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Roadtrip Review: Scenic Boston Drive

March 30th, 2010 · 1 Comment · Personal

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I’ve traveled by car to many a place over the years, and for the most part I do so by simply plugging the destination into some form of GPS (whether it be my iPhone or separate Garmin unit) and following the route it spits back at me, of course I walways look for the best insurance companies to back me up, lately I have had an insurance from and it has worked pretty well for me. Just make sure before you get insurance, you have to compare traders insurance. This of course takes me on highway after highway, shooting me through the main arteries of the US interstate system and getting me to my destination in the shortest amount of time possible. While this is nice, it’s also rather tedious fighting all that traffic and, well – it’s boring. It’s one thing if you have to be some place by a certain time, but it’s another matter entirely when you have an entire day to travel to your destination – an entire day for a 5 hour trip. Now we’re talking possibilities.

So it was with great pleasure that I sat down for an hour or so and started to look for a way to get to Boston from New Jersey that wasn’t along some huge highway whose only view was the mass of cars in front and behind me. I started on Google Earth, looking at the various roads that wound north and west through New York, Connecticut and Massachusetts. I was checking via the satellite images that the roads I was choosing were highways without a lot of intersections and traffic lights, since the majority of roads I was looking at were minor county routes. Once I had the general idea of where I wanted to go, I loaded up Streets & Trips on my laptop to plug in the various waypoints that would generate the final route path and tell me how long the trip would take.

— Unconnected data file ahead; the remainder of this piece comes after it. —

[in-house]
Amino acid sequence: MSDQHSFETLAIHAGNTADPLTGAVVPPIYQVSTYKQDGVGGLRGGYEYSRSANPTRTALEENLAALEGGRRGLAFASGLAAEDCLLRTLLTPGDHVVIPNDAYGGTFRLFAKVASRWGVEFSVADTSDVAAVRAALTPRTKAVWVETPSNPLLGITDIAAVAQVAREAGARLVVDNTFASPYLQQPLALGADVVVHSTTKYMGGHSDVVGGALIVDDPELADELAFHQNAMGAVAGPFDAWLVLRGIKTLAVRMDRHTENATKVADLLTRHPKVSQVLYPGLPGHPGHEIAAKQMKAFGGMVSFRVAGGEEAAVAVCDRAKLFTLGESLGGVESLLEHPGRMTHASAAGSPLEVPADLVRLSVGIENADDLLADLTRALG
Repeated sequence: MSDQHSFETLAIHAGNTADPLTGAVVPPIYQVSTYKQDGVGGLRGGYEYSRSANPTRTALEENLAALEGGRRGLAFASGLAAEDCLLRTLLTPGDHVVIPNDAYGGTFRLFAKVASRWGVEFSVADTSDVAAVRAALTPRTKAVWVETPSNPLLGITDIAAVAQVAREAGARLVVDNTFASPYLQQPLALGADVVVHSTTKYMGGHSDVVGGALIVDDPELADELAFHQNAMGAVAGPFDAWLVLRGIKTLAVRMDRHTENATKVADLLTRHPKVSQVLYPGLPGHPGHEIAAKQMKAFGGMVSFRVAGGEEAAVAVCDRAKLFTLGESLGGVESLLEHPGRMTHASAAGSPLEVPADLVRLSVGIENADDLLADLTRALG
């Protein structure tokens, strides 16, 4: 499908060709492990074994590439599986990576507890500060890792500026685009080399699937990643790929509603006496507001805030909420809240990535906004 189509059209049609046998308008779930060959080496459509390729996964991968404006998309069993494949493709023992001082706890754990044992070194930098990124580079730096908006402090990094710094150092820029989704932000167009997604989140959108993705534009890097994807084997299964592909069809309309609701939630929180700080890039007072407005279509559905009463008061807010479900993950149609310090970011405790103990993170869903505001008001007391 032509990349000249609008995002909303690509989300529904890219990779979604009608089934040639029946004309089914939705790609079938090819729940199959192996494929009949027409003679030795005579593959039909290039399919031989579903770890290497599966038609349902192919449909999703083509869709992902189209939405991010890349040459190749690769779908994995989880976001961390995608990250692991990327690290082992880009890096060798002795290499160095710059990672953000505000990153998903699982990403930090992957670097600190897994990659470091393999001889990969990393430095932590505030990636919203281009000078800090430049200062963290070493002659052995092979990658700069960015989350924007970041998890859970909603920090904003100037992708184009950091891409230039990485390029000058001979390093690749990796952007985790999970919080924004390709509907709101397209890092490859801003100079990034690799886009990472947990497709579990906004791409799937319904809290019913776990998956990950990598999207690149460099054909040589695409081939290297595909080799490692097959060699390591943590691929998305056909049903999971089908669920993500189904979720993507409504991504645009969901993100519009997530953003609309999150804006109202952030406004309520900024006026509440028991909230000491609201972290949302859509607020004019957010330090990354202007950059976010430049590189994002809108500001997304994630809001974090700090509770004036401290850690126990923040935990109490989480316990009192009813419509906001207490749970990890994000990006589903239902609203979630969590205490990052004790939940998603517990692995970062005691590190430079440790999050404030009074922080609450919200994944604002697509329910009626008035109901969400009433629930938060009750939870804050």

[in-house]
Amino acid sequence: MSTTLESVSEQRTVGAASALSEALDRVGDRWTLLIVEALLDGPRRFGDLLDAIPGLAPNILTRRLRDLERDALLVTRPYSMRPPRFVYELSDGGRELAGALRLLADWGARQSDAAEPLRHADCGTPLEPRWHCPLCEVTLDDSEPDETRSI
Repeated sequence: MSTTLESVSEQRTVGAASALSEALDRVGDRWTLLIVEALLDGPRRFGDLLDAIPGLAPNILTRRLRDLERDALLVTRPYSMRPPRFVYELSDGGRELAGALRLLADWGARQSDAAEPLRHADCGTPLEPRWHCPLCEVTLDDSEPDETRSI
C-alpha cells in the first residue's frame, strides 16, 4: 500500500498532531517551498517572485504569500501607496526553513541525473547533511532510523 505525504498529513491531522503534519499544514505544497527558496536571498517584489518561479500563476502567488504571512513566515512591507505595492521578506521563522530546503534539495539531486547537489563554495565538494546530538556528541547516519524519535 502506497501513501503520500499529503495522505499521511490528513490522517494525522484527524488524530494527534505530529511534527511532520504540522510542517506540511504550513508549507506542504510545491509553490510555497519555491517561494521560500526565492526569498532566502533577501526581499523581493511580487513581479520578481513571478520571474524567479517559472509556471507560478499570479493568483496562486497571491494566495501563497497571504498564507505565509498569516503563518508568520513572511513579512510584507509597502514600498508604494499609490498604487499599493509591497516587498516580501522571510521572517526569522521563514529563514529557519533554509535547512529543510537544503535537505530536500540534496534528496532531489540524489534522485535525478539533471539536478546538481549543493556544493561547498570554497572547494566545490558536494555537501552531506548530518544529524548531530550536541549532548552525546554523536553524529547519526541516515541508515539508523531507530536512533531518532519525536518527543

The final result (which you can view above), after a tiny bit of tweaking, ended up at roughly 8 hours of travel time, which was more than doable for a day’s worth of travel in my book. How did it turn out? I left the house at approximately 7am and arrived in Boston at around 3:45pm. The weather was exceptional considering that the weekend turned to crap the next day – my temperature gauge hit 65F at one point and the average temp for the drive was around 56 (so I had my windows cracked a lot of the time). The drive could have done with more sun, it was mainly cloudy. As for the roads… well:

Garden State Parkway -> NY State Thruway


So I’m pretty bad at remembering to check traffic reports before starting out on any kind of long-distance road trip (which is pretty fail considering how easy it is to do these days with the maps app in my iPhone) which means that I usually get stuck in at least one bad traffic jam. Fortunately this happened really early in the trip, so it wasn’t so bad. Turns out this is what the Garden State Parkway north-bound looks like on weekday mornings. And I had chosen not to go over the George Washington Bridge to not get caught up in any jams. Bah! I was expecting high volume, yes (it is still rush hour after all) but coming to full stops? No. This is where I lost about 30 minutes of travel time.

Once past the jam, volume lessened as I approached the NY/NJ border and then merged eastward on the NY State Thruway that led me over the Tappan Zee Bridge. I realized then that I had never driven over the Tappan Zee before.

Taconic State Parkway -> Taconic Trail

Taconic State Parkway